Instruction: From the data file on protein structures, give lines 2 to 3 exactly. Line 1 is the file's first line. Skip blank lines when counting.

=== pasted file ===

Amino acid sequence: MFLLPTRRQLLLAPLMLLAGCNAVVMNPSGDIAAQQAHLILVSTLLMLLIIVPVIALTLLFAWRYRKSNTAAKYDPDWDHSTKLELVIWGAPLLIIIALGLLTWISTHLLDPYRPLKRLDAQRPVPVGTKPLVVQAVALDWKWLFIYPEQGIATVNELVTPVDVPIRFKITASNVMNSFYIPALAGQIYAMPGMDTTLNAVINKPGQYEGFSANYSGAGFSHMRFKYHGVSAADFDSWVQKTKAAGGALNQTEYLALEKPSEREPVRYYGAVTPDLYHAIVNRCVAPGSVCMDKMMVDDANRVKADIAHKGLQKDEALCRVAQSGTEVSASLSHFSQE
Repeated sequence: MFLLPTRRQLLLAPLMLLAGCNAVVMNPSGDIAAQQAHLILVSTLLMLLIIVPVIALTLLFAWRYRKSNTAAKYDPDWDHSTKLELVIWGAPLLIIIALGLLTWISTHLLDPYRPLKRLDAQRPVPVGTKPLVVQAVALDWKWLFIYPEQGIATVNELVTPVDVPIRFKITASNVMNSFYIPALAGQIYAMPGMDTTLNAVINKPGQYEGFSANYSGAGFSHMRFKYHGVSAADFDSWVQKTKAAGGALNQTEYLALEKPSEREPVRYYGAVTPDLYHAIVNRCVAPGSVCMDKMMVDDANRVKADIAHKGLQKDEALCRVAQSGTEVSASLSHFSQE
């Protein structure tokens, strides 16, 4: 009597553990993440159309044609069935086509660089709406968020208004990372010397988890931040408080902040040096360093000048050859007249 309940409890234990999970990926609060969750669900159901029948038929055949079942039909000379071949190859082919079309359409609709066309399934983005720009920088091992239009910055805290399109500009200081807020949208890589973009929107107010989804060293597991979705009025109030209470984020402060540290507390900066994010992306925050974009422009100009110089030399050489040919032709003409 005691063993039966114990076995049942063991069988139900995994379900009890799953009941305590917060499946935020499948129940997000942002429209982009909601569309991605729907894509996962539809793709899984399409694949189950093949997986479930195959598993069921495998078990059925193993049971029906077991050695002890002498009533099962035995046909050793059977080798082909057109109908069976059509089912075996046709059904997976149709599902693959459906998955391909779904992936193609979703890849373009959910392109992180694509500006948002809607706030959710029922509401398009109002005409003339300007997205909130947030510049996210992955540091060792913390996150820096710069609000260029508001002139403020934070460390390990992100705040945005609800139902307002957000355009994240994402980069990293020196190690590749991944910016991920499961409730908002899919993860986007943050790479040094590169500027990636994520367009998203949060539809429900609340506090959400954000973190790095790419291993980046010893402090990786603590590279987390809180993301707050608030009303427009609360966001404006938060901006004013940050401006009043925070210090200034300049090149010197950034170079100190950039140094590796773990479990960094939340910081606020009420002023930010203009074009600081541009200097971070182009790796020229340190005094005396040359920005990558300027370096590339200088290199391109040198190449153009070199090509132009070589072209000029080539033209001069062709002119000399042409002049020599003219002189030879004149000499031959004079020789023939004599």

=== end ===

Repeated sequence: MFLLPTRRQLLLAPLMLLAGCNAVVMNPSGDIAAQQAHLILVSTLLMLLIIVPVIALTLLFAWRYRKSNTAAKYDPDWDHSTKLELVIWGAPLLIIIALGLLTWISTHLLDPYRPLKRLDAQRPVPVGTKPLVVQAVALDWKWLFIYPEQGIATVNELVTPVDVPIRFKITASNVMNSFYIPALAGQIYAMPGMDTTLNAVINKPGQYEGFSANYSGAGFSHMRFKYHGVSAADFDSWVQKTKAAGGALNQTEYLALEKPSEREPVRYYGAVTPDLYHAIVNRCVAPGSVCMDKMMVDDANRVKADIAHKGLQKDEALCRVAQSGTEVSASLSHFSQE
């Protein structure tokens, strides 16, 4: 009597553990993440159309044609069935086509660089709406968020208004990372010397988890931040408080902040040096360093000048050859007249 309940409890234990999970990926609060969750669900159901029948038929055949079942039909000379071949190859082919079309359409609709066309399934983005720009920088091992239009910055805290399109500009200081807020949208890589973009929107107010989804060293597991979705009025109030209470984020402060540290507390900066994010992306925050974009422009100009110089030399050489040919032709003409 005691063993039966114990076995049942063991069988139900995994379900009890799953009941305590917060499946935020499948129940997000942002429209982009909601569309991605729907894509996962539809793709899984399409694949189950093949997986479930195959598993069921495998078990059925193993049971029906077991050695002890002498009533099962035995046909050793059977080798082909057109109908069976059509089912075996046709059904997976149709599902693959459906998955391909779904992936193609979703890849373009959910392109992180694509500006948002809607706030959710029922509401398009109002005409003339300007997205909130947030510049996210992955540091060792913390996150820096710069609000260029508001002139403020934070460390390990992100705040945005609800139902307002957000355009994240994402980069990293020196190690590749991944910016991920499961409730908002899919993860986007943050790479040094590169500027990636994520367009998203949060539809429900609340506090959400954000973190790095790419291993980046010893402090990786603590590279987390809180993301707050608030009303427009609360966001404006938060901006004013940050401006009043925070210090200034300049090149010197950034170079100190950039140094590796773990479990960094939340910081606020009420002023930010203009074009600081541009200097971070182009790796020229340190005094005396040359920005990558300027370096590339200088290199391109040198190449153009070199090509132009070589072209000029080539033209001069062709002119000399042409002049020599003219002189030879004149000499031959004079020789023939004599």